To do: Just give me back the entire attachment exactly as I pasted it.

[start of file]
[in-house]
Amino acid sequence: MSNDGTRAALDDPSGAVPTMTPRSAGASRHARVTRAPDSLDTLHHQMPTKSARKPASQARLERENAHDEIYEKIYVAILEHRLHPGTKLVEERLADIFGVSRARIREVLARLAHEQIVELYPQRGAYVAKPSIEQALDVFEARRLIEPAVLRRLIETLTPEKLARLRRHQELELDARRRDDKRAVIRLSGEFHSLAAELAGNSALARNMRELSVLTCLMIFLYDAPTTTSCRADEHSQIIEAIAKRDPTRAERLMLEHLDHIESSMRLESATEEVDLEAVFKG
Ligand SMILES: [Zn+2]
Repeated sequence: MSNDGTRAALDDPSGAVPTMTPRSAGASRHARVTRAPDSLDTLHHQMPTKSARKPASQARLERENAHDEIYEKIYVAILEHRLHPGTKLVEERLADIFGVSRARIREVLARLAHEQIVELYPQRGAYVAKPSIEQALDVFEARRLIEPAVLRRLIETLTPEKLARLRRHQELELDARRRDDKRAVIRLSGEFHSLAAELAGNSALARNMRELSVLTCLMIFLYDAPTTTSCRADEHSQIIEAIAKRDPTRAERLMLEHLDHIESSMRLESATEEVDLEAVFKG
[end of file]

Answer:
[in-house]
Amino acid sequence: MSNDGTRAALDDPSGAVPTMTPRSAGASRHARVTRAPDSLDTLHHQMPTKSARKPASQARLERENAHDEIYEKIYVAILEHRLHPGTKLVEERLADIFGVSRARIREVLARLAHEQIVELYPQRGAYVAKPSIEQALDVFEARRLIEPAVLRRLIETLTPEKLARLRRHQELELDARRRDDKRAVIRLSGEFHSLAAELAGNSALARNMRELSVLTCLMIFLYDAPTTTSCRADEHSQIIEAIAKRDPTRAERLMLEHLDHIESSMRLESATEEVDLEAVFKG
Ligand SMILES: [Zn+2]
Repeated sequence: MSNDGTRAALDDPSGAVPTMTPRSAGASRHARVTRAPDSLDTLHHQMPTKSARKPASQARLERENAHDEIYEKIYVAILEHRLHPGTKLVEERLADIFGVSRARIREVLARLAHEQIVELYPQRGAYVAKPSIEQALDVFEARRLIEPAVLRRLIETLTPEKLARLRRHQELELDARRRDDKRAVIRLSGEFHSLAAELAGNSALARNMRELSVLTCLMIFLYDAPTTTSCRADEHSQIIEAIAKRDPTRAERLMLEHLDHIESSMRLESATEEVDLEAVFKG